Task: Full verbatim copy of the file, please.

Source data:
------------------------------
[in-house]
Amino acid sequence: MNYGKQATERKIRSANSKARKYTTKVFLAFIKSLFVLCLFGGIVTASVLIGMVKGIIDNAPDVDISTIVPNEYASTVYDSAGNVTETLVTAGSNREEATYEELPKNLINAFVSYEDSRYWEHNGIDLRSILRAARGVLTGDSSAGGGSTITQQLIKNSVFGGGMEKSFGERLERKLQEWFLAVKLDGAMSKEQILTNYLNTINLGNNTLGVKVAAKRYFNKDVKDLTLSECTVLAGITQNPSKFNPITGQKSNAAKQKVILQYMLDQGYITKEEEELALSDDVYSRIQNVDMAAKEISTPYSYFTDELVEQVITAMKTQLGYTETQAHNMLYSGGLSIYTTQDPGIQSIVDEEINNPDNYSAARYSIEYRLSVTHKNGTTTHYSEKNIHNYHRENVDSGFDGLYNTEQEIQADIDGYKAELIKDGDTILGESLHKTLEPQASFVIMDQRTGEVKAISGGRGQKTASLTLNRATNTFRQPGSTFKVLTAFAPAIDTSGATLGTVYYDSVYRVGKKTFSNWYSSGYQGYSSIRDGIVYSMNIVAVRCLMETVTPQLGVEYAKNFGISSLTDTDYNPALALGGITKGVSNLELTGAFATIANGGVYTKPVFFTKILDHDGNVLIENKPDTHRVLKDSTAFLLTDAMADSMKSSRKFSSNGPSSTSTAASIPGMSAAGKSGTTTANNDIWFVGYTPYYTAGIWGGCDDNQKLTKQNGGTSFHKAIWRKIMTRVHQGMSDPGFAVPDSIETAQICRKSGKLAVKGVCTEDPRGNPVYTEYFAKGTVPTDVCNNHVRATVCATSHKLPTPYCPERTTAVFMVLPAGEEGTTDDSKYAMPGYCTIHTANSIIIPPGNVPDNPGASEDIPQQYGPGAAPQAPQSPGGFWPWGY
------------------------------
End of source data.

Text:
[in-house]
Amino acid sequence: MNYGKQATERKIRSANSKARKYTTKVFLAFIKSLFVLCLFGGIVTASVLIGMVKGIIDNAPDVDISTIVPNEYASTVYDSAGNVTETLVTAGSNREEATYEELPKNLINAFVSYEDSRYWEHNGIDLRSILRAARGVLTGDSSAGGGSTITQQLIKNSVFGGGMEKSFGERLERKLQEWFLAVKLDGAMSKEQILTNYLNTINLGNNTLGVKVAAKRYFNKDVKDLTLSECTVLAGITQNPSKFNPITGQKSNAAKQKVILQYMLDQGYITKEEEELALSDDVYSRIQNVDMAAKEISTPYSYFTDELVEQVITAMKTQLGYTETQAHNMLYSGGLSIYTTQDPGIQSIVDEEINNPDNYSAARYSIEYRLSVTHKNGTTTHYSEKNIHNYHRENVDSGFDGLYNTEQEIQADIDGYKAELIKDGDTILGESLHKTLEPQASFVIMDQRTGEVKAISGGRGQKTASLTLNRATNTFRQPGSTFKVLTAFAPAIDTSGATLGTVYYDSVYRVGKKTFSNWYSSGYQGYSSIRDGIVYSMNIVAVRCLMETVTPQLGVEYAKNFGISSLTDTDYNPALALGGITKGVSNLELTGAFATIANGGVYTKPVFFTKILDHDGNVLIENKPDTHRVLKDSTAFLLTDAMADSMKSSRKFSSNGPSSTSTAASIPGMSAAGKSGTTTANNDIWFVGYTPYYTAGIWGGCDDNQKLTKQNGGTSFHKAIWRKIMTRVHQGMSDPGFAVPDSIETAQICRKSGKLAVKGVCTEDPRGNPVYTEYFAKGTVPTDVCNNHVRATVCATSHKLPTPYCPERTTAVFMVLPAGEEGTTDDSKYAMPGYCTIHTANSIIIPPGNVPDNPGASEDIPQQYGPGAAPQAPQSPGGFWPWGY